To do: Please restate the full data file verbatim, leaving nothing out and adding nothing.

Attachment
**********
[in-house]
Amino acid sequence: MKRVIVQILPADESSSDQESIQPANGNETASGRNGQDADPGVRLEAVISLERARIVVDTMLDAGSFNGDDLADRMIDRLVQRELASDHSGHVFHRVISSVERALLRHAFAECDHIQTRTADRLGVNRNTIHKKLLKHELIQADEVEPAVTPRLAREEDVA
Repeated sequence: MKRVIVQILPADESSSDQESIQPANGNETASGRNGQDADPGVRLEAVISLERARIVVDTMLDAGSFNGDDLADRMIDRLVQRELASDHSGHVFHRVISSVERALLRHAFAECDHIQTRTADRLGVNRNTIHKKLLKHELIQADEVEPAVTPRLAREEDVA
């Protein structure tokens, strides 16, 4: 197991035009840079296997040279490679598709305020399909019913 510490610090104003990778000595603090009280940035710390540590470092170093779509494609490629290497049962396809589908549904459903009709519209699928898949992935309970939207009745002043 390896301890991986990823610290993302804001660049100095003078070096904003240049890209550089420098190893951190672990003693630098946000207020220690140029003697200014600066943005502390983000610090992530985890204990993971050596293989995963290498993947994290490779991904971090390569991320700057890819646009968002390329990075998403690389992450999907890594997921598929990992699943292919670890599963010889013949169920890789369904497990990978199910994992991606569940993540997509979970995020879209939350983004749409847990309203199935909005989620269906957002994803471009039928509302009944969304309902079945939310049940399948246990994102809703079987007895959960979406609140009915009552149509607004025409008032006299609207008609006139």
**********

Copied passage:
[in-house]
Amino acid sequence: MKRVIVQILPADESSSDQESIQPANGNETASGRNGQDADPGVRLEAVISLERARIVVDTMLDAGSFNGDDLADRMIDRLVQRELASDHSGHVFHRVISSVERALLRHAFAECDHIQTRTADRLGVNRNTIHKKLLKHELIQADEVEPAVTPRLAREEDVA
Repeated sequence: MKRVIVQILPADESSSDQESIQPANGNETASGRNGQDADPGVRLEAVISLERARIVVDTMLDAGSFNGDDLADRMIDRLVQRELASDHSGHVFHRVISSVERALLRHAFAECDHIQTRTADRLGVNRNTIHKKLLKHELIQADEVEPAVTPRLAREEDVA
């Protein structure tokens, strides 16, 4: 197991035009840079296997040279490679598709305020399909019913 510490610090104003990778000595603090009280940035710390540590470092170093779509494609490629290497049962396809589908549904459903009709519209699928898949992935309970939207009745002043 390896301890991986990823610290993302804001660049100095003078070096904003240049890209550089420098190893951190672990003693630098946000207020220690140029003697200014600066943005502390983000610090992530985890204990993971050596293989995963290498993947994290490779991904971090390569991320700057890819646009968002390329990075998403690389992450999907890594997921598929990992699943292919670890599963010889013949169920890789369904497990990978199910994992991606569940993540997509979970995020879209939350983004749409847990309203199935909005989620269906957002994803471009039928509302009944969304309902079945939310049940399948246990994102809703079987007895959960979406609140009915009552149509607004025409008032006299609207008609006139």